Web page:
Thus, Pernil Alto represents a permanent sedentary site with an economy that can be subscribed as "horticultural with additional foraging". This is an important step in the development that led to established agriculture in the Central Andes and later formed the basis for complex societies. It is furthermore significant that a site like this was located inland on the Andean piedmont and not on the Pacific littoral, where marine resources still exceeded the use of cultivated plants.

Palaeoclimatic situation and palaeolandscape reconstruction

The questions raised here now inquire under which climatic conditions a permanent settlement independent from the coastal resources could develop and if those conditions could have influenced this development?

Currently, the landscape around Pernil Alto is one of the driest in the world. Local precipitation amounts only to 5.1 mm/a44. Nevertheless, the area is agriculturally very productive. This productivity is restricted to the fertile valleys of rivers that cross the desert plain from the highlands towards the coast. The catchments of the rivers are located within the highland areas, where rainfalls originating from the Amazon basin converge45. Nevertheless, just the Río Grande River -the main river of the Río Grande Basin in which all other rivers of the basin disembogue- is perennial, as its catchment is located far enough to the east and thus fed even during the dry season by rainfalls. The water of the rivers is currently used in a complex and well organized irrigation system to make nearly year round agriculture possible. The fertile alluvial sediments in the river beds form the basis of this desert agriculture. These sediments are or were brought there by flooding events. An additional feature contributing to the productivity of the South Peruvian coastal desert is the coastal mountain range (cordillera de la costa) that reaches up to 1500 m a.s.l. and blocks the fog that hits the Peruvian coast during the austral winter and covers the coastal plains of Northern and Central Peru for months. Thus, in the longitudes of the Southern Peruvian coastal plain fronted by the coastal mountains 350-360 days of the year are sunny with a daily average of 7.4 hours of sunshine, whereas north of it sunshine averages to just 1.76 hours a day46.

Starting from Pernil Alto, different current ecological zones are located within specific distances. In general, vegetation increases very slightly towards the east, which is at the same time an increase in altitude. B. Machtle47 distinguished three cacti-zones that are located vertically in three succeeding altitude levels. The first zone begins at about 700 m a.s.l., thus close to Pernil Alto. However, the vegetation in these cactizones is, in general, extremely sparse and composed of cacti and small shrubs and grasses at higher altitudes. Towards the west outside the river valleys there is no vegetation at all. The ONERN48 reported some lomas (coastal seasonal fog oasis) close to the estuary of the Río Grande in the 1960s. These lomas do not exist any longer and it is impossible to make them visible via colour-exaggeration on Landsat-pictures49. Thus, Pernil Alto is situated in a desert area with a very slight vegetation increase towards the east and with rivers that give rise to fertile river oases.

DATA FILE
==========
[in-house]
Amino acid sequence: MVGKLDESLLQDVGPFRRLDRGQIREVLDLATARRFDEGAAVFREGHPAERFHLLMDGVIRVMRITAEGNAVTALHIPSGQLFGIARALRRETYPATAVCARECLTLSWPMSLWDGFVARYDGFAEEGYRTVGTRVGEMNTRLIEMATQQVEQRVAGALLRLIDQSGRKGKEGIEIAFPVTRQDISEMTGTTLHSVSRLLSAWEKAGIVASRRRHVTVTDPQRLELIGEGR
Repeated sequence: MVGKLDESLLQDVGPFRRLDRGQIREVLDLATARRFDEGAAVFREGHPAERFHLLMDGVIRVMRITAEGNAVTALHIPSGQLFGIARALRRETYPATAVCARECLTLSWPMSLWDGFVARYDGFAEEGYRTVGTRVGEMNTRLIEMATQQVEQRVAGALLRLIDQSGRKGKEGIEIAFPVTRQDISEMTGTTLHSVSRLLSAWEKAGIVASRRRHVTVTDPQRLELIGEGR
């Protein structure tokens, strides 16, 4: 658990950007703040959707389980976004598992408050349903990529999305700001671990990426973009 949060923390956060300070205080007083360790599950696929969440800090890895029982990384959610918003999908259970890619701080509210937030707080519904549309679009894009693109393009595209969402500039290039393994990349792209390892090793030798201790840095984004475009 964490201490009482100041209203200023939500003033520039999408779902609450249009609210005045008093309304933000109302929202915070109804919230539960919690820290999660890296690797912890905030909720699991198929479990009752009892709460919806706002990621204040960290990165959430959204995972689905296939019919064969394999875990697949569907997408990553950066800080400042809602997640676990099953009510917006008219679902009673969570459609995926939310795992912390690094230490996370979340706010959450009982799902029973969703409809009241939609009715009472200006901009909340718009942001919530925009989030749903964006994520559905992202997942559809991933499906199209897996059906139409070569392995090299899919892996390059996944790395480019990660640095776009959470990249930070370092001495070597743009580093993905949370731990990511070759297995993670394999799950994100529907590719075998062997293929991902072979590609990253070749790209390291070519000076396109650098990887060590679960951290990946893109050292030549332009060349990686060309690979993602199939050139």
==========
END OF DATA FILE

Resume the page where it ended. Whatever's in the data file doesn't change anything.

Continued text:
B. Eitel et al.50 discovered loess sedimentation in the area of Palpa. This loess was palaeo-accumulated and had to be fixed originally by a grass cover that is typical for loess accumulations. This grass cover was proved by phytoliths and remains of distinct snail species which were recovered from the loess deposits51. Based on several samples and datings of the loess cover, it was possible to reconstruct palaeoclimatic variations in the area of Palpa52. The palaeoclimate during the Archaic Period was thereby reconstructed as having been "semi-arid", with an estimated mean annual precipitation of >200 mm/ a53. The landscape was characterized -based on the loess that was accumulated- as "open grassland"54. Thus, climatic conditions during the Middle Archaic occupation of Pernil Alto were far more favourable than today.

As precipitation originates east of the area around Pernil Alto -which corresponds with an increasing altitude in the same direction- and precipitation was higher during the Middle Archaic Period, vegetation in the landscape of the Middle Archaic Period probably reached farther westward and into lower altitudes than today. Loess that indicates grass vegetation accumulated in patches at altitudes of 450-1200 m a.s.l.55. At altitudes between 1200 and 1700 m a.s.l. it was accumulated densely and continuously56. Above 1700 m a.s.l. and up to 2200 m a.s.l. it accumulated less densely and mixed with other sediments or was covered by pedogenesis57. If this altitudinal distribution of loess is taken as a basis for a palaeo-landscape reconstruction and taking into account that precipitation increased with increasing altitude/east, then different ecological zones can be estimated during the Middle Archaic Period in the longitude of Pernil Alto between the Pacific littoral and the higher zones of the Andes Mountains (Figure 8).

Figure 8. Map showing the location of Pernil Alto in the reconstructed landscape during the occupation of the site. The other known Archaic sites of the Rio Grande basin and Quispissisa are depicted. The dotted lines indicate areas reachable within a certain time.